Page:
The two siblings on the album cover are Stefan & Samantha Gates. Stefan was only 5 years old when the photo shoot took place. The photos were shot in black & white and were multi-printed to create the effect of 11 of them in total. Because they could not capture the right light with the photo shoots which took place in the very early hours of the morning at dawn. It was down to some accidental tinting done in the post-production, that produced the amazing cover in the end. Although the original vinyl album never contained any title or even the band name on it. Most CD’s released in the 80’s did have the logos printed on the cover.
Led Zeppelin II (2 CD Deluxe Edition) Review…
The new remastered Deluxe Edition of the Houses Of The Holy was released at the time as Led Zeppelin VI on the 27th of October 2014. All the new remasters were presented in the way of digital downloads and also in the form of a single CD or LP, a double CD or double LP and a box set which contains both the double CD & LP along with other extras.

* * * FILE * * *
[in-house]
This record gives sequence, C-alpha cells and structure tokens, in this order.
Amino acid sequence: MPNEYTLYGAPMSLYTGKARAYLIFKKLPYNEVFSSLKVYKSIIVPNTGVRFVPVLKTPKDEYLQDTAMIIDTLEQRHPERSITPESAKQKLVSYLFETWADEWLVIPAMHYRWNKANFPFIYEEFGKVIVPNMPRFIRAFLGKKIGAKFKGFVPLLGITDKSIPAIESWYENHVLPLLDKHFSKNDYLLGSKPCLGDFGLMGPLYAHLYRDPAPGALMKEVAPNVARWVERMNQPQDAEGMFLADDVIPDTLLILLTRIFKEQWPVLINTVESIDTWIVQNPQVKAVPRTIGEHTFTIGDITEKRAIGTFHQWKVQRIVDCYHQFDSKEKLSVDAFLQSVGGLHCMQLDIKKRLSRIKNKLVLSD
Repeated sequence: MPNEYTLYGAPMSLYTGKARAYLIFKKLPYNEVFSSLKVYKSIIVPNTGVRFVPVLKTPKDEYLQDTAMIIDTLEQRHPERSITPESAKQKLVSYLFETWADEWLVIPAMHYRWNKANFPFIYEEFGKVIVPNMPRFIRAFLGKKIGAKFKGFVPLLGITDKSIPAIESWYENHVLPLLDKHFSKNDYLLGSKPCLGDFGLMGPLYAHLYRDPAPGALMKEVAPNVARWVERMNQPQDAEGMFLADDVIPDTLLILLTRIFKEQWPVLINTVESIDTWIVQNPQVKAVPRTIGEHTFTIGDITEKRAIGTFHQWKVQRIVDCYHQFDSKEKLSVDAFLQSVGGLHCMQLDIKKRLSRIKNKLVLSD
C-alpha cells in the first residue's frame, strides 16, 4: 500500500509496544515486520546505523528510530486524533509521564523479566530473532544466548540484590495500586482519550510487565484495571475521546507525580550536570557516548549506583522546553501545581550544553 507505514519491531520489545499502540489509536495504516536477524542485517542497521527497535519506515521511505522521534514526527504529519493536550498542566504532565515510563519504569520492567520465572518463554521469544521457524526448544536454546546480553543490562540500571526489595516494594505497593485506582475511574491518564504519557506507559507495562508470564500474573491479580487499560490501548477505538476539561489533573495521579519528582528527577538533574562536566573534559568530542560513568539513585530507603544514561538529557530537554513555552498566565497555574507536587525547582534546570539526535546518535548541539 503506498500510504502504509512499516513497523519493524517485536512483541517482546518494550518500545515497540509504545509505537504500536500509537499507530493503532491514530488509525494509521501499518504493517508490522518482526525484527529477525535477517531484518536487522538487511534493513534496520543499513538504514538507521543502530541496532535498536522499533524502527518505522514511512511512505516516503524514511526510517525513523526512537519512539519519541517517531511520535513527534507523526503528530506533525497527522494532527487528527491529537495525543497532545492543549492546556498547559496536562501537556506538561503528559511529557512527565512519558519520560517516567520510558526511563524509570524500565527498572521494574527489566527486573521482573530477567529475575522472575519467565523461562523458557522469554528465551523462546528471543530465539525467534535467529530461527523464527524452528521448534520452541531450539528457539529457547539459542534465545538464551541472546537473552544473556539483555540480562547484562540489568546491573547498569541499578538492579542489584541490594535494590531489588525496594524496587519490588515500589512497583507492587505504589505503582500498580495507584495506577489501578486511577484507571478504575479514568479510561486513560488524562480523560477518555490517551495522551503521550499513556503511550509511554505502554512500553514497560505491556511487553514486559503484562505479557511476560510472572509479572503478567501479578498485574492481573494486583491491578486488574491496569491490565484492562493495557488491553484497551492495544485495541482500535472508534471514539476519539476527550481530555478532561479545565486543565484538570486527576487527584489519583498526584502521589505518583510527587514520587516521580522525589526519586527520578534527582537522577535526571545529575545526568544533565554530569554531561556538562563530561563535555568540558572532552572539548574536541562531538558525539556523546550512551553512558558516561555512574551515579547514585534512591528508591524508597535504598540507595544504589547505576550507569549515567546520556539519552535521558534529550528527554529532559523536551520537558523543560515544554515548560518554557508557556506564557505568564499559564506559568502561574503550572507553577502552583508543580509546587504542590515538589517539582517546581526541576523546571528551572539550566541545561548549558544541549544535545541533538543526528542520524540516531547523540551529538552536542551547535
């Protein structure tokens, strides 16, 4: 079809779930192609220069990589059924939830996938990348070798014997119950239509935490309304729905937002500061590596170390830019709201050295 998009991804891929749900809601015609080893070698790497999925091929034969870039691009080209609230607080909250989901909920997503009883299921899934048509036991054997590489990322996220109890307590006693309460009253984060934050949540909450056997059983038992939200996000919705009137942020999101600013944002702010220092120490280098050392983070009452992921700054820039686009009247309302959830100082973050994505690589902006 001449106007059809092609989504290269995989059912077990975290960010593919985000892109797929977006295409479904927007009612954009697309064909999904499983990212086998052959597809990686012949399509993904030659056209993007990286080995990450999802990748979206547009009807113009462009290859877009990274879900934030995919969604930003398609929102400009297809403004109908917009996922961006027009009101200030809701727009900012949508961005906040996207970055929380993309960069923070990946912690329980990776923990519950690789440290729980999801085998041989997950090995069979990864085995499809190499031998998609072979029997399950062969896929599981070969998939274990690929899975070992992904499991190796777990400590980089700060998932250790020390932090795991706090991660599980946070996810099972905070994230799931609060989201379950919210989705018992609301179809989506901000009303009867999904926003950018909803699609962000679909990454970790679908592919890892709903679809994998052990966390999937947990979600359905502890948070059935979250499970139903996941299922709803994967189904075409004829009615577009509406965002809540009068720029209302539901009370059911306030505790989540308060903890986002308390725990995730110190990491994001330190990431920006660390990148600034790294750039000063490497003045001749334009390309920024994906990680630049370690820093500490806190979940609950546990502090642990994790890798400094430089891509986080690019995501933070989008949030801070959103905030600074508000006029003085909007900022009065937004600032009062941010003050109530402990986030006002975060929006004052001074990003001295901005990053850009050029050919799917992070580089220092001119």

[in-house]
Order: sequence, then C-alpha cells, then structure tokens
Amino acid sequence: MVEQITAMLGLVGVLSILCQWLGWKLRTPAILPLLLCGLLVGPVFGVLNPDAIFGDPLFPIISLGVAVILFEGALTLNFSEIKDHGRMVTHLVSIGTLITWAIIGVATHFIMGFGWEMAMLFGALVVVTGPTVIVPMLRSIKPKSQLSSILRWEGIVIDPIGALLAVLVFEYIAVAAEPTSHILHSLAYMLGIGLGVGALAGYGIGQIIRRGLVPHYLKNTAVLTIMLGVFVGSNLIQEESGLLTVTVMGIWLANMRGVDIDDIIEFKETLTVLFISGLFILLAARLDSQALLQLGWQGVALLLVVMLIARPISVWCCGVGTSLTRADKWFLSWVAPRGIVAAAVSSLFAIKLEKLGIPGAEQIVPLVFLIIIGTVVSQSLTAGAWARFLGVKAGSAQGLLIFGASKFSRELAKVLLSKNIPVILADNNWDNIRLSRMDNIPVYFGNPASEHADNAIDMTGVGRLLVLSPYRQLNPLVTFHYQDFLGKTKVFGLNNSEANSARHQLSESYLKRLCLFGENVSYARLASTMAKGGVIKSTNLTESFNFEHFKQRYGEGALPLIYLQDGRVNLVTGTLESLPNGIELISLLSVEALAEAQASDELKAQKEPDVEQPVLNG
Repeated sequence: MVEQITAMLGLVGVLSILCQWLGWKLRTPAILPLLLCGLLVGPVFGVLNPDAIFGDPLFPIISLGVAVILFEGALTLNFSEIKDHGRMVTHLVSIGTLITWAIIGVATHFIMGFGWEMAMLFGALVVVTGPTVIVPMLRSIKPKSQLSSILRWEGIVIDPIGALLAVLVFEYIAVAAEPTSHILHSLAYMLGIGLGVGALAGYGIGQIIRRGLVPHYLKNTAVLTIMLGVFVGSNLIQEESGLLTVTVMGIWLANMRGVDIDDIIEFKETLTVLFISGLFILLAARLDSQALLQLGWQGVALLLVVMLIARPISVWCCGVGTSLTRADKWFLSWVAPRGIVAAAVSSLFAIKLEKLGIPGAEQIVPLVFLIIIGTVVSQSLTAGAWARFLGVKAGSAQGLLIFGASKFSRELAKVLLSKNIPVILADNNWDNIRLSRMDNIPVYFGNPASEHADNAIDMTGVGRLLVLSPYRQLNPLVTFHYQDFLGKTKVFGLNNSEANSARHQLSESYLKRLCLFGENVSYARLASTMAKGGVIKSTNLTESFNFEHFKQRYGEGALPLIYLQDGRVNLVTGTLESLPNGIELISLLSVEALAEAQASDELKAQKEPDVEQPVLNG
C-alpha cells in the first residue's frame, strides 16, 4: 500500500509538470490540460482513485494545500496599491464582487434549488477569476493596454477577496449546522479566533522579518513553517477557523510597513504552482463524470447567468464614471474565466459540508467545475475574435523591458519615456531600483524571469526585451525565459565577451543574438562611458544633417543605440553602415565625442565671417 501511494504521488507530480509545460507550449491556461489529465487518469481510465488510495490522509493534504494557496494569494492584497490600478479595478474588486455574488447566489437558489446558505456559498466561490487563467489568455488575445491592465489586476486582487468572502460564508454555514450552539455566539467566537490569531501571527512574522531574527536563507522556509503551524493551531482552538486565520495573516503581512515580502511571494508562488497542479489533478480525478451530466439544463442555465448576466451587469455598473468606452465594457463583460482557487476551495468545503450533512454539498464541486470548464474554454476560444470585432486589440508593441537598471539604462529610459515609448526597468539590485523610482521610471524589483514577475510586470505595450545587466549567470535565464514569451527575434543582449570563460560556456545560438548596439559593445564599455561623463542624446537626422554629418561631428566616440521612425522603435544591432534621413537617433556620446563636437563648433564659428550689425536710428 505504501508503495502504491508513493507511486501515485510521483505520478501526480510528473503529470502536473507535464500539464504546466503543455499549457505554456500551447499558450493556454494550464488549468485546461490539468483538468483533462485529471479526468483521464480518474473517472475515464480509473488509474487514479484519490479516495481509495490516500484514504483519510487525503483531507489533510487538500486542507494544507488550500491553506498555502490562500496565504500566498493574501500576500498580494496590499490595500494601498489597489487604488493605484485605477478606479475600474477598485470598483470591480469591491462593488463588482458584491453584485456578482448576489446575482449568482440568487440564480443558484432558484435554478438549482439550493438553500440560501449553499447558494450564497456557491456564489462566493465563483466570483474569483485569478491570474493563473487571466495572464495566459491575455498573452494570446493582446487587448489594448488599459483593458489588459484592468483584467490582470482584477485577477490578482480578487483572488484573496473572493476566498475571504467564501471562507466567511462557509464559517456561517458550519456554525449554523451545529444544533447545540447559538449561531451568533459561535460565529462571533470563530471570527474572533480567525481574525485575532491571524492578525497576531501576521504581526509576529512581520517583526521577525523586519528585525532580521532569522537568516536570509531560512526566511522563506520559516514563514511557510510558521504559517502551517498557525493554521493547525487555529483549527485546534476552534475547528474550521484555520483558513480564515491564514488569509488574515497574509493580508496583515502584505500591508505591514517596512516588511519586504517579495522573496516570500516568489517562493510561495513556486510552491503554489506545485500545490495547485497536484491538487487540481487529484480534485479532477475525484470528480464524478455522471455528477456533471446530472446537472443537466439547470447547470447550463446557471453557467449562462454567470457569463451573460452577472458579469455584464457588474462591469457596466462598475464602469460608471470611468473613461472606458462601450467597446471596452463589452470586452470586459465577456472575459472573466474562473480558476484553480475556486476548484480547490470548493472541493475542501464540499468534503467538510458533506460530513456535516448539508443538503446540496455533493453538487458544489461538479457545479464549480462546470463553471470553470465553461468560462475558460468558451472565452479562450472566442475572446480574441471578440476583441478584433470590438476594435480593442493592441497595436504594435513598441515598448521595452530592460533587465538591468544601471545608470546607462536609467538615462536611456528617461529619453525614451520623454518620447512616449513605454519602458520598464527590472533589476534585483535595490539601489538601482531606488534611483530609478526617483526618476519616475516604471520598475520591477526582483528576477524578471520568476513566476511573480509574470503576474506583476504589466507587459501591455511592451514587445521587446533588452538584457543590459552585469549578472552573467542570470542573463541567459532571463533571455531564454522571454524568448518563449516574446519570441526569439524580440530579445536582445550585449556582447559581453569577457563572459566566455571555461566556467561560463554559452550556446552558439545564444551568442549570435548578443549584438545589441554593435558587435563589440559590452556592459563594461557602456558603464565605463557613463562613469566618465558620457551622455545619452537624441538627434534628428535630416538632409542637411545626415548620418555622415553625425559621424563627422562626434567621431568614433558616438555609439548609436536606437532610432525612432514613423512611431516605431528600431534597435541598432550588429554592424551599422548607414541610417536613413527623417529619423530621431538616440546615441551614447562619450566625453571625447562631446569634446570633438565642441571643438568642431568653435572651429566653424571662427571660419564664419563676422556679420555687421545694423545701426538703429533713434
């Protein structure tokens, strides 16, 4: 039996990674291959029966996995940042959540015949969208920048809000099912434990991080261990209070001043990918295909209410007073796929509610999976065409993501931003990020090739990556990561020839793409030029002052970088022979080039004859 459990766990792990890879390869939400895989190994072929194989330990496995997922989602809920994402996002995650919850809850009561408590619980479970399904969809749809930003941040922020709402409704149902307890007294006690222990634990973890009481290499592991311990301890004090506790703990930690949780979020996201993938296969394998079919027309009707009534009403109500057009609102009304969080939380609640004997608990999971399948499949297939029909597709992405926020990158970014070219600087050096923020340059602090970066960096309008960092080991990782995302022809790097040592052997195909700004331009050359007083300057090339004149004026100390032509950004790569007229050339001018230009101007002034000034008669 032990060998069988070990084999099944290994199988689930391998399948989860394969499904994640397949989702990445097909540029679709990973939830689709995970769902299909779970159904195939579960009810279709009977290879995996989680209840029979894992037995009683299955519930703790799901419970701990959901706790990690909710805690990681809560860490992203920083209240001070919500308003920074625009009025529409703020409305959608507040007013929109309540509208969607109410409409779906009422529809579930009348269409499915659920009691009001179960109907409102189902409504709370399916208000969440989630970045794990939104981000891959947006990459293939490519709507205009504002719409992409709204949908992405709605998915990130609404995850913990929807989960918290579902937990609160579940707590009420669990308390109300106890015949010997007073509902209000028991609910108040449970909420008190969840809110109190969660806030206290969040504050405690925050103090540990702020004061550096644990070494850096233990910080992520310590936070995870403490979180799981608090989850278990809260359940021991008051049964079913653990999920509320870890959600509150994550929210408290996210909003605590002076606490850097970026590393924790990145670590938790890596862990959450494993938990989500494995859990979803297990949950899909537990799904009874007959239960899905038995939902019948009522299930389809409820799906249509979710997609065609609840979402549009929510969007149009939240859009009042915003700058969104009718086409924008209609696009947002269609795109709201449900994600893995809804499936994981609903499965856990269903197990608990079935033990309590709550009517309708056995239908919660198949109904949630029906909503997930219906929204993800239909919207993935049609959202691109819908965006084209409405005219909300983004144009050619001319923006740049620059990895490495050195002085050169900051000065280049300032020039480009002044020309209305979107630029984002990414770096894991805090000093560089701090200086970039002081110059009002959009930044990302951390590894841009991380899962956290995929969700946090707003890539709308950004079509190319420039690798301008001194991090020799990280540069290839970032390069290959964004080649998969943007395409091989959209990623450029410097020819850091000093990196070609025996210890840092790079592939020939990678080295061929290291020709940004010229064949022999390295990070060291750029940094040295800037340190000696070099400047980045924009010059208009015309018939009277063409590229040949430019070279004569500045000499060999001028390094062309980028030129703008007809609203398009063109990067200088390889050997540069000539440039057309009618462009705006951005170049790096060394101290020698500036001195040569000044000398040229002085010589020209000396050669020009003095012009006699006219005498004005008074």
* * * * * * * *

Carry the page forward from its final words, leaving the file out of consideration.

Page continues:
I myself opted for the double CD which I purchased from Amazon for £9.99. Though they are the same price at most retailers. For example, when I went to order Led Zeppelin III from Amazon I noticed that they had run out of stock, and the alternative was to buy it from another seller (which was still associated with Amazon Prime so you could get it delivered by the next day) but they were charging £13.67 for it.
So I looked on HMV’s online store and it was £9.99. The only problem was that I was going to be charged postage & packaging on top with HMV unless you spend more than £10, then you can get it delivered for free. So I sent for both Led Zeppelin III & VI at the same time to save on postage. Unlike Amazon, the CD’s did take 5 days to arrive but I was not going to be giving some other private seller more money than what the item generally sells for. I like a good bargain and I am prepared to shop elsewhere for one.
The first disc contains the newly remastered versions of the 8 tracks that were on the original album. As with all these new remasters they sound great even on CD. Like I have said before in my reviews of these Led Zeppelin albums is that I always admired Jimmy Page’s production work and how he manages to get a great sound. However, I do feel that this particular album would have benefited more from being remixed rather than a remaster. This has nothing to do with sound quality but is very much down to some of the things I personally felt were mixed really badly in the first place.